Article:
The wonderful thing about this quote by Jen is that I read it AFTER I wrote this article, after I wrote the above paragraph. I find it amazing that we both used the same words. I struggled so much with writing this article. It was hard to pull all of the pieces together. I felt like this was confirmation that I had done this, that I had said what I needed to say. Her light continues to shine.
When we see someone like her, it’s easy for us to think that she is probably like that because she has had a charmed life.
On top of the cancer that she fought so bravely, she was going through a bitter divorce.
It is not because bad things did not happen to Jen that she was this way, because they did. They happen to all of us. It’s that she chose not to let her mind rest on the bad things in her life sacrificing every other good thing in her life for the sake of it. Jen lived life on purpose.
(Another quote from Jen that I found after I wrote this article. Wow. It’s like she is right here with me.)
So here are some of the things that I’ve learned or have been reminded of through all of this:
- Be grateful. It’s not all about you. You’re not owed anything. Be grateful for everything.
- Be a giver. It teaches us to appreciate what others do.
- See the best in others. Find their hidden treasure. Make them feel like a rock star.
- Accept gracefully and gratefully from those who are there for you…both in good times and the bad.
- Be there for others.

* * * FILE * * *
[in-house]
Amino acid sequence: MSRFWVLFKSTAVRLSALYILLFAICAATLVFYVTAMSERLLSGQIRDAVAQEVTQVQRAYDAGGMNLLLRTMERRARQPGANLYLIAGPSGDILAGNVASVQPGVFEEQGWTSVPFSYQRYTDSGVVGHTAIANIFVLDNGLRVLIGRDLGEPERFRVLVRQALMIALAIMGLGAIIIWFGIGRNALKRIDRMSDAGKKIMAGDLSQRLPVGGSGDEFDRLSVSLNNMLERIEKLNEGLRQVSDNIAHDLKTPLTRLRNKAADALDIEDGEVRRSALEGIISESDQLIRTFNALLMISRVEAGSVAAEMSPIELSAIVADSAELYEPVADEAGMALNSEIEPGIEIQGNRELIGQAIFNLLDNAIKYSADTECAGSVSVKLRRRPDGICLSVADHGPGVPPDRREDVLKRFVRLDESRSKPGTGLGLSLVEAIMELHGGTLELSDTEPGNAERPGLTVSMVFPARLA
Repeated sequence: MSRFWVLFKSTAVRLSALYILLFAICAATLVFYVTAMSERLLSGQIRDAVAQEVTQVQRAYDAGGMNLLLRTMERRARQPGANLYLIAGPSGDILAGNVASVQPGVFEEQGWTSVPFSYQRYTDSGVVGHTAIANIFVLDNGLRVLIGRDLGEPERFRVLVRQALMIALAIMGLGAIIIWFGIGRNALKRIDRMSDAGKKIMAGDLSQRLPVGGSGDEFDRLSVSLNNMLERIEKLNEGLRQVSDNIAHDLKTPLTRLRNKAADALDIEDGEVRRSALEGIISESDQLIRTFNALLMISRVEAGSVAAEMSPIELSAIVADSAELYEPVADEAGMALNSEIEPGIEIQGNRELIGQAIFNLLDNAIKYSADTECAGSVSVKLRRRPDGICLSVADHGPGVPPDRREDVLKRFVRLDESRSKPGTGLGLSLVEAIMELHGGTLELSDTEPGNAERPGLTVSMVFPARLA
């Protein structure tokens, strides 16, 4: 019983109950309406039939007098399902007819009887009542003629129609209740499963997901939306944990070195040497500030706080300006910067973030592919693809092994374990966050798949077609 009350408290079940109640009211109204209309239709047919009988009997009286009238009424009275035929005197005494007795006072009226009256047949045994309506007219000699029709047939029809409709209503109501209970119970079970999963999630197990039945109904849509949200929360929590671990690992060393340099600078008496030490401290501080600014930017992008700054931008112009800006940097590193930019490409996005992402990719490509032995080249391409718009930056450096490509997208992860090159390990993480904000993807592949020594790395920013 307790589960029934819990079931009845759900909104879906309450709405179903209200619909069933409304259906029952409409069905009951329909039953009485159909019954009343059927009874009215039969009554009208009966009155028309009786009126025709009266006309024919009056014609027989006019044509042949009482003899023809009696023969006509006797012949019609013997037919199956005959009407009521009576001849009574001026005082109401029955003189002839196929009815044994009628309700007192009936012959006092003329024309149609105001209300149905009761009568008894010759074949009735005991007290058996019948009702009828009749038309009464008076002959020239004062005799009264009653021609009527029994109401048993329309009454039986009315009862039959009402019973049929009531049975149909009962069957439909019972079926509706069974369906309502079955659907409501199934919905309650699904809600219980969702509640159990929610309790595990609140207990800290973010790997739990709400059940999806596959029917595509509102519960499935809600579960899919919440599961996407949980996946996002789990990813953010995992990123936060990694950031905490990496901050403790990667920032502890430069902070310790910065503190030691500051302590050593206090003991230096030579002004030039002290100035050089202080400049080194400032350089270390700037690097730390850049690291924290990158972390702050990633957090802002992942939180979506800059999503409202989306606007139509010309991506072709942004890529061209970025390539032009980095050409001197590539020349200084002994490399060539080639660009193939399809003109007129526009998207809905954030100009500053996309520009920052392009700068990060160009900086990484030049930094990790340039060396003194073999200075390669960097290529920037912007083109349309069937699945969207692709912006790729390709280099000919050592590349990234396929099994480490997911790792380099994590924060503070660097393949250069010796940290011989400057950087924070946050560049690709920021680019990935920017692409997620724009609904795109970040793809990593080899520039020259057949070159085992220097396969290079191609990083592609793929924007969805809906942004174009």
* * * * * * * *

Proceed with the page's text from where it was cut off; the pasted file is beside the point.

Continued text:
- Show up and walk through your battles with grace. Grace under fire. Others have done it, and so can you.
- Small acts of kindness can make a big difference to the person receiving it. Even if you cannot do and be everything, do something. It takes a village, and together we can do much.
- And then when you are on the receiving end of this act of kindness, celebrate it. Celebrate the person. Make them feel like a rock star. You never know what they may have sacrificed to do that small act of kindness. Even someone who writes you an encouraging note took time out of a day that already probably felt all too full. Life really isn’t all about you, so celebrate those people who made some of it about you.
- Be a friend. Make friends. Rekindle friendships. Open your heart. It takes a village. Build your village. See 1-8 above.
- Smile, smile, smile. Even though your heart is breaking. Even though you might be scared. Nat King Cole said it best:
Smile though your heart is aching
Smile even though it’s breaking
When there are clouds in the sky, you’ll get by
If you smile through your fear and sorrow
Smile and maybe tomorrow
You’ll see the sun come shining through for you
- Celebrate life. Celebrate moments. Celebrate people. Celebrate.
The truth is that we do not know if we have tomorrow. But we do have today. Celebrate today.
May she live on in each of us. May we never take a moment for granted. May we always hug our children a little tighter, and may we hold our friends close. May we always be kind and love one another. May her light shine on.
Note: Jen Thompson fought a courageous fight in the battle against ovarian cancer. She was diagnosed a little over a year ago and passed away October 12, 2012. She not only fought for herself, but she fought for us spreading the word with others on what some of the symptoms are. I’ve included a list below and encourage everyone to pass it along.
We must be our own advocate in matters of our health. Know the symptoms of ovarian cancer.
In loving memory of Jen Burgess Thompson.